The Worst Foods To Eat for Brittle Bones, Say Dietitians
Your leg bone's connected to your ankle bone…. But will it fracture when you bounce down the mogul run on your first ski trip this winter? As we get older, unfortunately, we have to start thinking about keeping our bones strong.
When you were younger, your body was a bone-making machine, breaking down your skeleton and rebuilding it 24/7. Then, you hit your 20s and 30s, and that reconstruction project started to slow down as it does for everyone. As a result, over time, your bones may become less dense and strong. They may become porous and brittle, prone to fracture, a condition known as osteoporosis. The foods you eat and those you don't get enough of, namely calcium, can accelerate early bone loss, putting you at risk for fractures even from skiing down the bunny slope.
Avoiding foods that are bad to the bone is important for both women and men who want to keep their skeletons strong as they age. Here are some to consider. And while you're shying away from bone-depleting foods, consider adding these Best Supplements for Preventing Bone Loss.
Limit nutrient-poor salty snack foods, like potato chips, as well as high-sodium foods like pizza, fast-food meals, processed foods, and certain canned soups. "Low-nutrition, high-salt foods provide no calcium, vitamin D, and potassium to help maintain bone mass, but overload the blood with sodium, which causes a loss of the minerals that are important for bone health," says registered dietitian nutritionist Elizabeth Ward, MS, RDN, co-author of The Menopause Diet Plan, A Natural Guide to Hormones, Health and Happiness.
Since sodium and calcium are both stored in bone, studies show that high sodium consumption can increase the removal of calcium through urine and contribute to low bone mineral density.
Processed meats and fatty steaks
Clinical research, including a recent report in Frontiers in Physiology, suggests that chronic inflammation contributes directly to bone loss. And one significant trigger of inflammation is high consumption of fat and protein-rich meats like steaks, ribs, and processed meats. "The studies show that people who eat lots of meat and animal proteins tend to have lower bone density compared to those who eat a more plant-based diet," says Eatthis.com medical review board member Julie Upton, RD, a registered dietitian, and co-founder of Appetite for Health.
On the other hand, "eating more plant-based foods can keep systemic inflammation and other markers associated with aging in check," Upton adds.
Foods and drinks with refined carbs and added sugars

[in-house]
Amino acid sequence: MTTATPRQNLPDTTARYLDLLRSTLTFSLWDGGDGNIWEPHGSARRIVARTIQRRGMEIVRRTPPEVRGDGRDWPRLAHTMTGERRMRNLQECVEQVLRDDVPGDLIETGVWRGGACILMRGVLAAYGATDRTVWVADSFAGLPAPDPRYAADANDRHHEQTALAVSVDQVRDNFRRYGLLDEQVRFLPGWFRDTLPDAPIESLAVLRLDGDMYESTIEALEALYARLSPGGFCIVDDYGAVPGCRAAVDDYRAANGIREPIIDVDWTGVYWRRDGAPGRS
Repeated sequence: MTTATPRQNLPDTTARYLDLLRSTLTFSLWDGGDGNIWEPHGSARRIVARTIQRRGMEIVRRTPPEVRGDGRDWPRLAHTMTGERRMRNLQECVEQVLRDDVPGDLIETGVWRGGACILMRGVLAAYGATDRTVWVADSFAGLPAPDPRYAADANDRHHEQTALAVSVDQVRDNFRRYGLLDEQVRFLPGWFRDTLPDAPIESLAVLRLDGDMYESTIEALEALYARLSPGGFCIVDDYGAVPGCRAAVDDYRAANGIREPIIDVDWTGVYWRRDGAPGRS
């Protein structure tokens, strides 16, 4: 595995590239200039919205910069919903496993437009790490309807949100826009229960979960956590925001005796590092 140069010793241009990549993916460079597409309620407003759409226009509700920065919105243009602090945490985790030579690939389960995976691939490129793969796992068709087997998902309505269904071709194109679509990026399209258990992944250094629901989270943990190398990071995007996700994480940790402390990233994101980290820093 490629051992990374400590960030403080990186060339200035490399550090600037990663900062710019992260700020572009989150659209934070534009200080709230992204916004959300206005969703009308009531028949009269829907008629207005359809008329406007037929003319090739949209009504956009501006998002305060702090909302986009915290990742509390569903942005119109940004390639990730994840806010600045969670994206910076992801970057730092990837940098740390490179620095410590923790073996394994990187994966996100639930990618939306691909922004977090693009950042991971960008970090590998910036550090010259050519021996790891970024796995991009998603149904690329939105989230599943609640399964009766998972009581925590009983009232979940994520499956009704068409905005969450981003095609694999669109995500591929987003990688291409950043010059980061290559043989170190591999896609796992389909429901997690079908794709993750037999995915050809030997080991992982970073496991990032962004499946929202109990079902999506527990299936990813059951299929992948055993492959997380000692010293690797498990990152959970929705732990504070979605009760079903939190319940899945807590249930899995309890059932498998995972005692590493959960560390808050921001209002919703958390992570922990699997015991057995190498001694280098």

"Any foods with excessive refined carbohydrates like added sugars, flours, and syrups can spike blood sugar, which creates metabolic dysfunction and increases risk for osteoporosis," says Taylor Fazio, MS, RD, CN, a registered dietitian and wellness advisor at The Lanby in New York City.
By the same token, you should be watching out for sugar-sweetened beverages, and soda is a particularly bad culprit when it comes to draining bone strength.
"Sodas contain phosphoric acid, which can inhibit calcium absorption," Fazio. "This leads to an imbalance in the calcium-phosphorus ratio and decreased bone mineral density." For example, one large study in the journal Menopause found that post-menopausal women who drank more than 2 servings of soda a day were at 26% higher risk of hip fractures than women who didn't drink soda. Replace sodas with unsweetened seltzers to retain the carbonated mouthfeel without the negative effect on health.
What About Beans?
You may have read that beans or legumes contain a substance that can reduce the absorption of some nutrients. "Phytic acid binds to certain minerals like calcium preventing absorption," says Fazio. But Fazio and other dietitians we spoke with say the benefits of eating beans significantly outweigh any possible negative effect on bones.
"Beans, especially black beans, supply magnesium and potassium which are important to help prevent osteoporosis, along with other nutrients such as calcium, vitamin D, and vitamin K," says Ward. "When consumed as part of a balanced diet, legumes are beneficial for bones." Plus, you can reduce the naturally occurring phytates that may limit calcium, iron, and zinc absorption by soaking, sprouting or fermenting beans and legumes before cooking. "Soak your beans and legumes in room-temperature water overnight, then discard the water afterward," suggests Knowles. "Washing the beans/legumes, and then cooking them can help to reduce the phytates."